Idea Of The Roman Jurisprudence. - The Laws Of The Kings -
The Twelve Of The Decemvirs. - The Laws Of The People. - The Decrees Of The Senate. - The Edicts Of The Magistrates And Emperors - Authority Of The Civilians. - Code, Pandects, Novels, And Institutes Of Justinian: - I. Rights Of Persons. - II. Rights Of Things. - III. Private Injuries And Actions. - IV. Crimes And Punishments.
Note: In the notes to this important chapter, which is
received as the text-book on Civil Law in some of the foreign universities, I have consulted,
- the newly-discovered Institutes of Gaius, (Gaii
Institutiones, ed. Goeschen, Berlin, 1824,) with some other fragments of the Roman law, (Codicis Theodosiani Fragmenta inedita, ab Amadeo Peyron. Turin, 1824.)
- The History of the Roman Law, by Professor Hugo, in the
French translation of M. Jourdan. Paris, 1825.
- Savigny, Geschichte des Romischen Rechts im
Mittelalter, 6 bande, Heidelberg, 1815.
- Walther, Romische Rechts-Geschichte, Bonn. 1834. But I
am particularly indebted to an edition of the French translation of this chapter, with additional notes, by one of the most learned civilians of Europe, Professor Warnkonig, published at Liege, 1821. I have inserted almost the whole of these notes, which are distinguished by the letter W. - M.
The vain titles of the victories of Justinian are crumbled
into dust; but the name of the legislator is inscribed on a fair
and everlasting monument. Under his reign, and by his care, the
civil jurisprudence was digested in the immortal works of the
Code, the Pandects, and the Institutes: ^1 the public reason of
the Romans has been silently or studiously transfused into the
domestic institutions of Europe, ^2, and the laws of Justinian
still command the respect or obedience of independent nations.
Wise or fortunate is the prince who connects his own reputation
with the honor or interest of a perpetual order of men. The
defence of their founder is the first cause, which in every age
has exercised the zeal and industry of the civilians. They
piously commemorate his virtues; dissemble or deny his failings;
and fiercely chastise the guilt or folly of the rebels, who
presume to sully the majesty of the purple. The idolatry of love
has provoked, as it usually happens, the rancor of opposition;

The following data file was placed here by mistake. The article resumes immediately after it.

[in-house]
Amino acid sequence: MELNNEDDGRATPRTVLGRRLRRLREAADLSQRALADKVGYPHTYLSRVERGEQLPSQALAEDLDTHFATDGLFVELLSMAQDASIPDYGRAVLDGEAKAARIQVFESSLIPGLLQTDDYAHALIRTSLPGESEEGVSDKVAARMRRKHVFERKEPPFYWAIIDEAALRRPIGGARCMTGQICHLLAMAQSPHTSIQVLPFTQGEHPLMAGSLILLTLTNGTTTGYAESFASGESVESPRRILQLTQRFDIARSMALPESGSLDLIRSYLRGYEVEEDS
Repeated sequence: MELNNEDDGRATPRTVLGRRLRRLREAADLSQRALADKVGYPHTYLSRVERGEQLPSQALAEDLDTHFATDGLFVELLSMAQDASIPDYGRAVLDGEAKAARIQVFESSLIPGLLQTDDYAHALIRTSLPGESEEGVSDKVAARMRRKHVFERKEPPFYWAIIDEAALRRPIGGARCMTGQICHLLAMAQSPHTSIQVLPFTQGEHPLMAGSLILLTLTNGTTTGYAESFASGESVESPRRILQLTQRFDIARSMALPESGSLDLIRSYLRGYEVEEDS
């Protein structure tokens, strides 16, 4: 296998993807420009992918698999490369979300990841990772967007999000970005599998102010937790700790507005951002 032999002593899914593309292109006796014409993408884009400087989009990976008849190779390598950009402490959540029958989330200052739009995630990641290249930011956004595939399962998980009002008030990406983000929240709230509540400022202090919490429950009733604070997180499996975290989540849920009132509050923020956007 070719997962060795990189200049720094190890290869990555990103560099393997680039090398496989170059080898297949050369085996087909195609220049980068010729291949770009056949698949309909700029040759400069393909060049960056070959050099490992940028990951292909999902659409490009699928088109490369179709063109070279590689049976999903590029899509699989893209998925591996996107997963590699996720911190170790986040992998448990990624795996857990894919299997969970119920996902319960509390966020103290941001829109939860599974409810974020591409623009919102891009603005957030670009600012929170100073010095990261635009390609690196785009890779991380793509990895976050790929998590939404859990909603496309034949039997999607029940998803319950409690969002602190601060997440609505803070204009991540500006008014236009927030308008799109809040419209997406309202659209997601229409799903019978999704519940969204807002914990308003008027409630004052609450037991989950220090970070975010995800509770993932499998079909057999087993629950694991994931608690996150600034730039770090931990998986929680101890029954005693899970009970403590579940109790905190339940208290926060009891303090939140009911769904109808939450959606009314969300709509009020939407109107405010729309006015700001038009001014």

the character of Justinian has been exposed to the blind
vehemence of flattery and invective; and the injustice of a sect
(the Anti-Tribonians,) has refused all praise and merit to the
prince, his ministers, and his laws. ^3 Attached to no party,
interested only for the truth and candor of history, and directed
by the most temperate and skilful guides, ^4 I enter with just
diffidence on the subject of civil law, which has exhausted so
many learned lives, and clothed the walls of such spacious
libraries. In a single, if possible in a short, chapter, I shall
trace the Roman jurisprudence from Romulus to Justinian, ^5
appreciate the labors of that emperor, and pause to contemplate
the principles of a science so important to the peace and
happiness of society. The laws of a nation form the most
instructive portion of its history; and although I have devoted
myself to write the annals of a declining monarchy, I shall
embrace the occasion to breathe the pure and invigorating air of
[Footnote 1: The civilians of the darker ages have established an absurd and incomprehensible mode of quotation, which is supported by authority and custom. In their references to the Code, the Pandects, and the Institutes, they mention the number, not of the book, but only of the law; and content themselves with reciting the first words of the title to which it belongs; and of these titles there are more than a thousand. Ludewig (Vit. Justiniani,
Note: The example of Gibbor has been followed by M Hugo and
other civilians. - M]
[Footnote 2: Germany, Bohemia, Hungary, Poland, and Scotland, have received them as common law or reason; in France, Italy, &c., they possess a direct or indirect influence; and they were respected in England, from Stephen to Edward I. our national Justinian, (Duck. de Usu et Auctoritate Juris Civilis, l. ii. c.